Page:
Wages, benefits gain 2.6% in '17

Pace fastest since ’15, but analysts say pay growth still lags

Posted: February 1, 2018 at 2:05 a.m.

A job seeker fills out an application at a career fair in Sweetwater, Fla., in October. The U.S. jobless rate is 4.1 percent, and many economists believe wages should be rising faster than they are.

WASHINGTON -- U.S. workers' wages and benefits grew 2.6 percent last year, the fastest 12-month pace since the spring of 2015.

The 12-month gain in wages and benefits came despite a slight slowdown at the end of last year with wages and benefits rising 0.6 percent in the fourth quarter, a tiny dip from a 0.7 percent gain in the third quarter, the Labor Department reported Wednesday. Still, the 12-month gain was an improvement from a 2.2 percent gain for the 12 months ended in December 2016.

Also Wednesday, the ADP Research Institute reported that companies added more workers in January than projected, indicating the labor market remains healthy. Private payrolls increased by 234,000 after a revised 242,000 increase in December.

In his State of the Union address Tuesday night, President Donald Trump touted the rise in wages as an accomplishment of his economic program. But private economists contend that wages should be rising at a faster pace given that unemployment is now at a 17-year low of 4.1 percent.

The gain in the employment cost index showed that wages and salaries were up 2.5 percent for the 12 months ended in December while benefits such as employer contributions to health insurance and pension plans rose 2.5 percent. Wages and salaries make up about 70 percent of compensation costs while benefits make up the other 30 percent.

Most economists believe that wages should be increasing at a faster pace given the drop in the jobless rate to 4.1 percent. The last time unemployment was this low, in the late 1990s, average hourly pay, another measure of wages, was rising at a 4 percent pace. Hourly wages rose 2.5 percent in 2017, down from a 2016 gain of 2.9 percent, according to a separate Labor Department report.

The employment cost index -- which tracks wages and compensation benefits -- last rose faster than 2.6 percent over a 12-month period in September 2008 when the gain was 2.9 percent.

The ADP hiring data showed that payrolls in goods-producing industries, which include builders and manufacturers, rose 22,000; factory employment increased 12,000 and service providers added 212,000 workers to payrolls, the most since Nov. 2016.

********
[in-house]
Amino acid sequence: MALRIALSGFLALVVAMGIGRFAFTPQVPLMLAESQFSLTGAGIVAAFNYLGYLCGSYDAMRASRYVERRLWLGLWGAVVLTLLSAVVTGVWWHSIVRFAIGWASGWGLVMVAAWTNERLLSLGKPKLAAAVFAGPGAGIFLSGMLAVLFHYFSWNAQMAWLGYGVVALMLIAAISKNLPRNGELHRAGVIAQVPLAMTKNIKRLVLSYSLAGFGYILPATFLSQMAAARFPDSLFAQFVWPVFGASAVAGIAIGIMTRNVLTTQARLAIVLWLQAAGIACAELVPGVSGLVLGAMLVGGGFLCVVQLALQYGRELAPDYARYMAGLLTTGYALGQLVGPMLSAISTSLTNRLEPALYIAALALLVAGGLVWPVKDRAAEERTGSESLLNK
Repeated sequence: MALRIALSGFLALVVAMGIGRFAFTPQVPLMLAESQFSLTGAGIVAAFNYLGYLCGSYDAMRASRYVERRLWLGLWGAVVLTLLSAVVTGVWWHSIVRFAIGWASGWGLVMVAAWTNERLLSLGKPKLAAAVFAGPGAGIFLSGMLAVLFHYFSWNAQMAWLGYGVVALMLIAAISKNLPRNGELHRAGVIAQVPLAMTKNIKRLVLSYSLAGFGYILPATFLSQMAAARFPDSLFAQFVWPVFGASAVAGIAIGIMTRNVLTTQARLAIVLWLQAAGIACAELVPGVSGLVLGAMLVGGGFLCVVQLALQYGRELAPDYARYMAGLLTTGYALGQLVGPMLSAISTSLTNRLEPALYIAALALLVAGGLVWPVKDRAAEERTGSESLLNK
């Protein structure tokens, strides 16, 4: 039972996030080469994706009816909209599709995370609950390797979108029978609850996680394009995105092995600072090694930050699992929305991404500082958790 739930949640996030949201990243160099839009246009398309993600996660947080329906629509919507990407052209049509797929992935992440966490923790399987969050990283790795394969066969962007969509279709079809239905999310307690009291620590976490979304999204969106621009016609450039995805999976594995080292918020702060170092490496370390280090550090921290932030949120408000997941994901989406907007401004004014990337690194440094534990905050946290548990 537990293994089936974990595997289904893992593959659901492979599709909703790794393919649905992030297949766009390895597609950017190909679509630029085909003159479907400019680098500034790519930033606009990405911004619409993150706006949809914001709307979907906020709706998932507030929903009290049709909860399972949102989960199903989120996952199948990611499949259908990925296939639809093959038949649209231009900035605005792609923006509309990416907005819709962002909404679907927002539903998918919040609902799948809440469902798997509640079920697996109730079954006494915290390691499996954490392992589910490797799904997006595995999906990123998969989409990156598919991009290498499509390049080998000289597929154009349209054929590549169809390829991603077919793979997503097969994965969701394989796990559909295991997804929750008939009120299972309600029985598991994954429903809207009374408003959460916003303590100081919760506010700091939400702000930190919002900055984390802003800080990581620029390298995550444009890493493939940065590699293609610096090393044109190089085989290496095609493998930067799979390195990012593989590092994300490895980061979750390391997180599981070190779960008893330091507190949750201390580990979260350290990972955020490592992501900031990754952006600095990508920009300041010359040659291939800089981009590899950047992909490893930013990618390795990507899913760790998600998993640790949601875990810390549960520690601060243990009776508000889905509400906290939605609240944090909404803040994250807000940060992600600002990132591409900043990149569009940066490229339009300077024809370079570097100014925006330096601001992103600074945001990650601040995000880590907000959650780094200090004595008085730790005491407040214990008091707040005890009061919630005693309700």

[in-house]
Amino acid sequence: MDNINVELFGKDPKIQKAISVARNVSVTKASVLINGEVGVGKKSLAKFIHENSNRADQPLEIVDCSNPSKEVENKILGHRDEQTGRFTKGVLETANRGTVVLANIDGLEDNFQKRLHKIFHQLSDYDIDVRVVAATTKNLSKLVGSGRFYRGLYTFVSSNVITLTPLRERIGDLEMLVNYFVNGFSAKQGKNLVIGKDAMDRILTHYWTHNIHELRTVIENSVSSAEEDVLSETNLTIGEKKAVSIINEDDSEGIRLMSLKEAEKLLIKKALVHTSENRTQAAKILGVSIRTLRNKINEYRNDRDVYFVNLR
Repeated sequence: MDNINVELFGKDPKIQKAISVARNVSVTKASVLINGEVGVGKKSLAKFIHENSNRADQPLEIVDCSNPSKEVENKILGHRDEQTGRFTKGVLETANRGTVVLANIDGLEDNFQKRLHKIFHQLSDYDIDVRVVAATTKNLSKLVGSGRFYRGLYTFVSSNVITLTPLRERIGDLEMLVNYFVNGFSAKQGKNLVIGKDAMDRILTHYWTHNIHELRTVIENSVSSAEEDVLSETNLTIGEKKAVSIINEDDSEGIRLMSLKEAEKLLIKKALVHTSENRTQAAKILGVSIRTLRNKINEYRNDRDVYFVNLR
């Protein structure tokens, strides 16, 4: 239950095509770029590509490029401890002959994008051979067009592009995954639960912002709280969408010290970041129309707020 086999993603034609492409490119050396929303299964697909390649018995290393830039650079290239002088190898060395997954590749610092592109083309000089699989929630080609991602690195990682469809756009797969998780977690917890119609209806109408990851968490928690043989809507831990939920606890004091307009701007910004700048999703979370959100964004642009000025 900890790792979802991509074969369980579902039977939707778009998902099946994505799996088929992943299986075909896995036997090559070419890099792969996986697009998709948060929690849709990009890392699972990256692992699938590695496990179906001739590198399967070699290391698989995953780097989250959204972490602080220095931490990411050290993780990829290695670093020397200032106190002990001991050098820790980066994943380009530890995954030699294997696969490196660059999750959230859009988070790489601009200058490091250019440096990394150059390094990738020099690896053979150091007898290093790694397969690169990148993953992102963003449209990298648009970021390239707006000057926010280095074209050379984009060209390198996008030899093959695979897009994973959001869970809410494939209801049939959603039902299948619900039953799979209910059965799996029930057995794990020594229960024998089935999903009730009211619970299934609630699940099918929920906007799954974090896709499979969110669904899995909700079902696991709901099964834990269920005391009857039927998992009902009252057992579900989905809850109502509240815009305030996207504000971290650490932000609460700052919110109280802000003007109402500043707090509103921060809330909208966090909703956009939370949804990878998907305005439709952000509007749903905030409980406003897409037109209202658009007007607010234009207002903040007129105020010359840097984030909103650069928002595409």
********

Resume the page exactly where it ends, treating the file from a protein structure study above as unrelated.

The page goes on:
"The job market juggernaut marches on," said Mark Zandi, chief economist of Moody's Analytics Inc. in West Chester, Pa. Moody's produces the figures with ADP. "Given the strong January job gain, 2018 is on track to be the eighth consecutive year in which the economy creates over 2 million jobs. If it falls short, it is likely because businesses can't find workers to fill all the open job positions."

The data show a continuing trend of robust hiring as companies remain desperate for skilled and experienced workers. While steady job gains have yet to filter through into bigger wage growth, companies including Apple Inc., FedEx Corp., and Walmart Stores Inc. offered bonuses in the wake of a Republican tax bill signed by Trump late last year.

The January ADP figure compares with the Bloomberg survey median for a 181,000 increase in private payrolls, when the government issues its monthly jobs report Friday.

Payrolls in trade, such as retailers, transportation and utilities, increased 51,000 in January, while health care companies took on 41,000 workers.

Large companies, those employing 500 or more workers, increased staffing by 85,000 jobs; payrolls rose by 91,000 at medium-size businesses, or those with 50 to 499 employees; and small companies added 58,000 jobs.

Information for this article was contributed by The Associated Press and Bloomberg News.

Business on 02/01/2018